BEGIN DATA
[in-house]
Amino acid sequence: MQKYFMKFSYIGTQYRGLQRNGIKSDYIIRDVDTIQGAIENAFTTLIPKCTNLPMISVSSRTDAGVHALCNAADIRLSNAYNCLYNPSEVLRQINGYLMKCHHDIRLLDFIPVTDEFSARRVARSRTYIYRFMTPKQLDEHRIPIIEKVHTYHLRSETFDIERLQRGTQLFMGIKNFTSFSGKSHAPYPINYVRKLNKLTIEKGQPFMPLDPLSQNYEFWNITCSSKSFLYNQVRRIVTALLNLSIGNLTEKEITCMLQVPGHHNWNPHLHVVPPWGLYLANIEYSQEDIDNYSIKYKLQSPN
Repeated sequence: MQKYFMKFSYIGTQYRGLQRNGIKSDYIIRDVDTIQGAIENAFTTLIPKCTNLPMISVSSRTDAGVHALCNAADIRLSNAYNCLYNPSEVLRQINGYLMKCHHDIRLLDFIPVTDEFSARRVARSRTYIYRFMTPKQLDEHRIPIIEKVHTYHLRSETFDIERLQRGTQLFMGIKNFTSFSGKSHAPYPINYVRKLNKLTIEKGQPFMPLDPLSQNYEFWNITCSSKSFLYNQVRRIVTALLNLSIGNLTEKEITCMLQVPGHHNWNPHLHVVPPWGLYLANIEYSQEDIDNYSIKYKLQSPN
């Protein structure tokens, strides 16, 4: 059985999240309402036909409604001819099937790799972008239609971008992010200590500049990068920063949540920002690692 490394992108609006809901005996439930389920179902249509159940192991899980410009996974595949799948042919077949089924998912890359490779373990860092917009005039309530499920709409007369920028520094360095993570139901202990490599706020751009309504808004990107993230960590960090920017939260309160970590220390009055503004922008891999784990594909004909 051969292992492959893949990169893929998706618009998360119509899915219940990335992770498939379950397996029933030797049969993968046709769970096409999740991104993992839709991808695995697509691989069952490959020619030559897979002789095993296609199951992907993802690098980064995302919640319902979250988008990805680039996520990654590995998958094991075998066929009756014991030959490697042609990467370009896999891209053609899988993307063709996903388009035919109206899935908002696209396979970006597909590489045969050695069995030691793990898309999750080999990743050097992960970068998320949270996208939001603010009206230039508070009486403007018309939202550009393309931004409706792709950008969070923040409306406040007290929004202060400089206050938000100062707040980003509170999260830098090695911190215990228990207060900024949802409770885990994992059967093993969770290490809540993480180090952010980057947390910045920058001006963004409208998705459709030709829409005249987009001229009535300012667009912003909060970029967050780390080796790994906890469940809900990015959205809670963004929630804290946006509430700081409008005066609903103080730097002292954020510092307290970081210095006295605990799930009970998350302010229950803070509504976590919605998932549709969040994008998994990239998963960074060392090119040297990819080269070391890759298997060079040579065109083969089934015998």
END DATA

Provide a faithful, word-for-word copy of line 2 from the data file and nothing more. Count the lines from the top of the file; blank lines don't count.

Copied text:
Amino acid sequence: MQKYFMKFSYIGTQYRGLQRNGIKSDYIIRDVDTIQGAIENAFTTLIPKCTNLPMISVSSRTDAGVHALCNAADIRLSNAYNCLYNPSEVLRQINGYLMKCHHDIRLLDFIPVTDEFSARRVARSRTYIYRFMTPKQLDEHRIPIIEKVHTYHLRSETFDIERLQRGTQLFMGIKNFTSFSGKSHAPYPINYVRKLNKLTIEKGQPFMPLDPLSQNYEFWNITCSSKSFLYNQVRRIVTALLNLSIGNLTEKEITCMLQVPGHHNWNPHLHVVPPWGLYLANIEYSQEDIDNYSIKYKLQSPN